So, I sat down behind the screen once again and began working on my 4th Core module called “The Terrible Tower”. I harken back to some earlier days of D&D where words like Sinister, Terrible, Horror, and other less grisly terms struck fear in the hearts of PC’s everywhere. So with this old-fashioned spirit in mind, I decided to down play the name (by today’s standards) and go retro!
I did pull out my Campaign Cartographer program and ordered the Dungeon pack upgrade, which is really cool by the way, and I must say, my maps are looking posh. It’s a shame the PC’s will never see all the traps in their killer glory, but yet they will be able to see the battle maps once I get those cleaned up! So all is not lost, and they will most likely encounter a few trap personally.
I’ve decided to start this series at level 1 of course, and now that my maps are laid out, I’m currently going through the process of fleshing out all the meaty DM and PC text. I found a pretty cool online template for MS Word and I’ve thus far modified to suit my needs. I did pull out some of my old modules and check them for traps and riddles for a bit of inspiration, and I must say I’ve created one of my new favorite rooms of all time (which is saying something since I’ve been doing this for well over 20+ years), and what I believe is probably one of the best climactic dungeon exits I’ve ever seen. It took a bit of movie inspiration (not naming the movie so I won’t tip my hat) but it should prove equally funny, fun, and perhaps fatal. Which of course is half the point!
One of the tough parts of such a design is always the puzzles. Especially riddles, so for this opener I’ve decided to forego riddles as a central, or rather an essential clue giving technique. The riddles I’m going to use are more hint based. Meaning they provide great hints, but are not essential to survival. It’s a balancing technique so as not to try to expect my players to “think like me or die”. Which is a pitfall many DM’s can fall into.
Thus far I have a good core group of players for play testing, but I’m definitely going to be looking for more, so if you are interested please contact me, and let me know. The module itself is designed as a one-shot campaign, it puts the party right at the point of entry, with an opening scene for inquiry, rumors and questions, and then it drops them right into the action.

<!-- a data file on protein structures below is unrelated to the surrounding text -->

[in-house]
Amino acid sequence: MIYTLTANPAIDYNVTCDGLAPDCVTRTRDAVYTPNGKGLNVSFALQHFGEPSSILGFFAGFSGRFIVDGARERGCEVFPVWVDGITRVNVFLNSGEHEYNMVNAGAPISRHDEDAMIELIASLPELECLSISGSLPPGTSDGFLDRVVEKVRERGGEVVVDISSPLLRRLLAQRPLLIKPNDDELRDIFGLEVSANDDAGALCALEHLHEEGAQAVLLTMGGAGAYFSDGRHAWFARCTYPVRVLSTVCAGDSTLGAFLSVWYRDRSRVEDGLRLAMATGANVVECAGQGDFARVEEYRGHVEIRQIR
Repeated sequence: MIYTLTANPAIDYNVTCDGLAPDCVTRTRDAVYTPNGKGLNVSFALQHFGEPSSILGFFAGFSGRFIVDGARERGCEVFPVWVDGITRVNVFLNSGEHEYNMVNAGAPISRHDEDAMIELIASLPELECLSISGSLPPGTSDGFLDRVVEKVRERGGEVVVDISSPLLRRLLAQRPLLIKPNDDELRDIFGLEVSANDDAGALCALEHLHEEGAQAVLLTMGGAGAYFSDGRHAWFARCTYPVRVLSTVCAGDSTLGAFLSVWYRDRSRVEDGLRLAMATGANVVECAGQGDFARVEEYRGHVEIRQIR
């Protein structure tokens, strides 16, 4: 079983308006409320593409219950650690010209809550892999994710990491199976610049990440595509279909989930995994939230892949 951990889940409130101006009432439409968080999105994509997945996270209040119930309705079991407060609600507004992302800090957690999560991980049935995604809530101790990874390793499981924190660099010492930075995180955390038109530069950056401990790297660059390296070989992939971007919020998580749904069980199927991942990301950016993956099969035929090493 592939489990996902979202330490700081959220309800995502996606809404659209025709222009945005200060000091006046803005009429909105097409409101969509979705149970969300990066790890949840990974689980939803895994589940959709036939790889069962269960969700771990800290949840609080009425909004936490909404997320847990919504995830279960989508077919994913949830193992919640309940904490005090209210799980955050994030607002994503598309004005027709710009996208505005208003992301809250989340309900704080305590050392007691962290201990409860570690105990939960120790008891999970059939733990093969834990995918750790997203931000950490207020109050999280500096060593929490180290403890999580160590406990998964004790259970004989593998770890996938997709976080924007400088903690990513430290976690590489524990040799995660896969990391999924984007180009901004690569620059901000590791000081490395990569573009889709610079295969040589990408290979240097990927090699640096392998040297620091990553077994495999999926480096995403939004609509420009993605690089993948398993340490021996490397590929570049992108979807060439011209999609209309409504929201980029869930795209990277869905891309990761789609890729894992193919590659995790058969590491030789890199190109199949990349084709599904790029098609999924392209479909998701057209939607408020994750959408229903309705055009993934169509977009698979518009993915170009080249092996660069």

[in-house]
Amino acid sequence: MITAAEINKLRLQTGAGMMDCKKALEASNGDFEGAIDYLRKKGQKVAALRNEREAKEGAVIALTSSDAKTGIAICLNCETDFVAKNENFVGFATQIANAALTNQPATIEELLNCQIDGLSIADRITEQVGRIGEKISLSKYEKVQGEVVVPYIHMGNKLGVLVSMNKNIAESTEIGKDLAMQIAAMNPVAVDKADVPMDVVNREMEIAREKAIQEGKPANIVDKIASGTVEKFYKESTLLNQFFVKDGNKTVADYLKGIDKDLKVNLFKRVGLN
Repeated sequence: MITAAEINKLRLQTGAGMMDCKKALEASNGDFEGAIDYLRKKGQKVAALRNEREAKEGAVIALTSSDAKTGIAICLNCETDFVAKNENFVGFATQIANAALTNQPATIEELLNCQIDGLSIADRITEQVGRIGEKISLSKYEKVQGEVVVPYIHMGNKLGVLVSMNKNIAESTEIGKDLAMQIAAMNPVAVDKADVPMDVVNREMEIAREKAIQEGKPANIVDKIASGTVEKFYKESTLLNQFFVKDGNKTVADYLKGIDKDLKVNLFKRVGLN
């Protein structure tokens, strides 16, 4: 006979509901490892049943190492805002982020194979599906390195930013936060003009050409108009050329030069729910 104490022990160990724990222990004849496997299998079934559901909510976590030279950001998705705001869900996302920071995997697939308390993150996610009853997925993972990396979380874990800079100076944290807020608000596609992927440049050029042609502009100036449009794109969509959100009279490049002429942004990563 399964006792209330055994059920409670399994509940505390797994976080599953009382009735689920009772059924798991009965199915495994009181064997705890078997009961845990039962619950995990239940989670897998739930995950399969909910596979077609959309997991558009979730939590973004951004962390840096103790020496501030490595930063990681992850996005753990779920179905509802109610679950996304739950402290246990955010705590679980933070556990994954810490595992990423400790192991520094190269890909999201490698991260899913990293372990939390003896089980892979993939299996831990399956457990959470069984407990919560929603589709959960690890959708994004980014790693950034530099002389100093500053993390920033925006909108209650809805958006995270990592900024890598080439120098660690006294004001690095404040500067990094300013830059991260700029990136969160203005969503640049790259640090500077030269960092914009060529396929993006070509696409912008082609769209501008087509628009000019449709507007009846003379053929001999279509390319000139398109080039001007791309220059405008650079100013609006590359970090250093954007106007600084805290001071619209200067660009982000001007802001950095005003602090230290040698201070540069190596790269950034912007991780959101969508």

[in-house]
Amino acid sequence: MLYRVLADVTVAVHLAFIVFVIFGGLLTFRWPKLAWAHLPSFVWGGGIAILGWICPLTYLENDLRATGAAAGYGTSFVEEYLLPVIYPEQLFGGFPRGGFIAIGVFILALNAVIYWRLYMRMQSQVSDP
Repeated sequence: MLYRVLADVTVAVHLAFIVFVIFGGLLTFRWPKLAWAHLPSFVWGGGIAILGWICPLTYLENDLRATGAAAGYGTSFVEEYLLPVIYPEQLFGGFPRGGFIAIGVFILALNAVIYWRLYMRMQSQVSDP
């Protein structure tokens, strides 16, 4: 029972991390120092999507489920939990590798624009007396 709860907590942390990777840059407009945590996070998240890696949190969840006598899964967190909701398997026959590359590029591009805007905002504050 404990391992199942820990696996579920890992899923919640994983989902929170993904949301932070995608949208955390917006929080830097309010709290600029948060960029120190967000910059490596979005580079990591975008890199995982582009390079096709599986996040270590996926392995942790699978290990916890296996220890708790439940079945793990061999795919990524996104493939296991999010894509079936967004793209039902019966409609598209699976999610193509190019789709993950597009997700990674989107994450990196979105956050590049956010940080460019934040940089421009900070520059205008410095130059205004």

The back story is flexible enough to be used in any campaign, if you are so cruel, or you could easily up the level requirements and run it as is. From my perspective, 4th Core modules need to have a game play balance ratio between absurd beat-down and a mathematical bitch-slap, and a regular 4E module. How to do that is always the trick in this arena, and here are some of my thoughts on that balancing act.
1) Monsters don’t have to be 5 levels higher to kick yer ass. In fact monsters don’t need to be the “difficulty” in a 4th Core module. The math behind 4E would probably ensure as ass-whipping and that’s not really fun for anyone. Big mobs can be deterrents as long as they are deterrents and not executioners.
2) Traps are there to punish, and challenge. Well designed traps should be discoverable; if the player thinks to look for it that is. Disarming a trap should likewise be doable, but not always simply from a roll. Sometimes disarming traps could require something else to be performed; like a puzzle perhaps.
3) Passing the buck chains are fair game. To do X they have to do Y. To do Y they have to do Z. To do Z they have to do A. So if they need to do X, they should start with A, or else…. Literally. That’s all fair game in 4th Core.
4) Challenge resources. Players only carry so much rope. They only have so many backpacks, torches, bed rolls, etc. Challenge those resources! Make players think about sacrificing them now, or trying to get by and use them later. Resource management is a long missing element in modern module design.
5) Listen to the players. If a player dies, and they say “I should have known better” THAT’s AWESOME! That’s what you’re looking for. You want a player who get killed to be thinking “dangit, I should have done X”. If instead they are saying “that sucked I had no chance”, the design is in questionable territory.
So with that in mind, I’ve really tried to manage my Terrible Tower keep that perspective squarely in focus. From my predictions I think each room is beatable, based on feedback during the course of the module. That is to say I don’t write any “single trap kills the entire party” type scenarios. Not at level 1, you have to keep the competition in mind. These are level 1 adventurers. Tossing a level 9 dragon at them and calling it 4th Core isn’t the point. It has to be winnable, or else what’s the point. That sort of design is simply called “lame”.
So, back I go into my game room to plan and plot and get the rest of this module typed up… Just talking about it has given me another idea. /evil grin